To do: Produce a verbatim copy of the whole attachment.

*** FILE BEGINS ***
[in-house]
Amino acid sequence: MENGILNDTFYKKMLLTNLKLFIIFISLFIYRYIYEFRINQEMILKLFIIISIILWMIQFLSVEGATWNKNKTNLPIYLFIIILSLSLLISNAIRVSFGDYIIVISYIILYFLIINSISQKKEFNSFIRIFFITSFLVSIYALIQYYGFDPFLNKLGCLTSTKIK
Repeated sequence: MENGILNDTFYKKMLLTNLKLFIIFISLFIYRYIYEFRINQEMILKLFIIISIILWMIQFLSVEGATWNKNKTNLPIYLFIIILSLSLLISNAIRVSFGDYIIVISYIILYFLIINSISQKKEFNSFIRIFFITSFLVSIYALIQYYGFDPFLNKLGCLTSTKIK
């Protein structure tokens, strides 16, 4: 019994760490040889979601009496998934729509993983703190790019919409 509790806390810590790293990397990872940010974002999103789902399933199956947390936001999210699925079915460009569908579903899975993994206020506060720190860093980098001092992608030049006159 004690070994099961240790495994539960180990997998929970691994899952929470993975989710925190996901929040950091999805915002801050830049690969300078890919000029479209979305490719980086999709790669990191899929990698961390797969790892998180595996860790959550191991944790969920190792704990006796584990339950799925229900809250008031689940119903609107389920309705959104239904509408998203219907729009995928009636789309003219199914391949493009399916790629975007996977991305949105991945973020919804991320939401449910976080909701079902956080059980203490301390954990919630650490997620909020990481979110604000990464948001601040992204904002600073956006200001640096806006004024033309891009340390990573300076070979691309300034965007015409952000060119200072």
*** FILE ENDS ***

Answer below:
[in-house]
Amino acid sequence: MENGILNDTFYKKMLLTNLKLFIIFISLFIYRYIYEFRINQEMILKLFIIISIILWMIQFLSVEGATWNKNKTNLPIYLFIIILSLSLLISNAIRVSFGDYIIVISYIILYFLIINSISQKKEFNSFIRIFFITSFLVSIYALIQYYGFDPFLNKLGCLTSTKIK
Repeated sequence: MENGILNDTFYKKMLLTNLKLFIIFISLFIYRYIYEFRINQEMILKLFIIISIILWMIQFLSVEGATWNKNKTNLPIYLFIIILSLSLLISNAIRVSFGDYIIVISYIILYFLIINSISQKKEFNSFIRIFFITSFLVSIYALIQYYGFDPFLNKLGCLTSTKIK
């Protein structure tokens, strides 16, 4: 019994760490040889979601009496998934729509993983703190790019919409 509790806390810590790293990397990872940010974002999103789902399933199956947390936001999210699925079915460009569908579903899975993994206020506060720190860093980098001092992608030049006159 004690070994099961240790495994539960180990997998929970691994899952929470993975989710925190996901929040950091999805915002801050830049690969300078890919000029479209979305490719980086999709790669990191899929990698961390797969790892998180595996860790959550191991944790969920190792704990006796584990339950799925229900809250008031689940119903609107389920309705959104239904509408998203219907729009995928009636789309003219199914391949493009399916790629975007996977991305949105991945973020919804991320939401449910976080909701079902956080059980203490301390954990919630650490997620909020990481979110604000990464948001601040992204904002600073956006200001640096806006004024033309891009340390990573300076070979691309300034965007015409952000060119200072």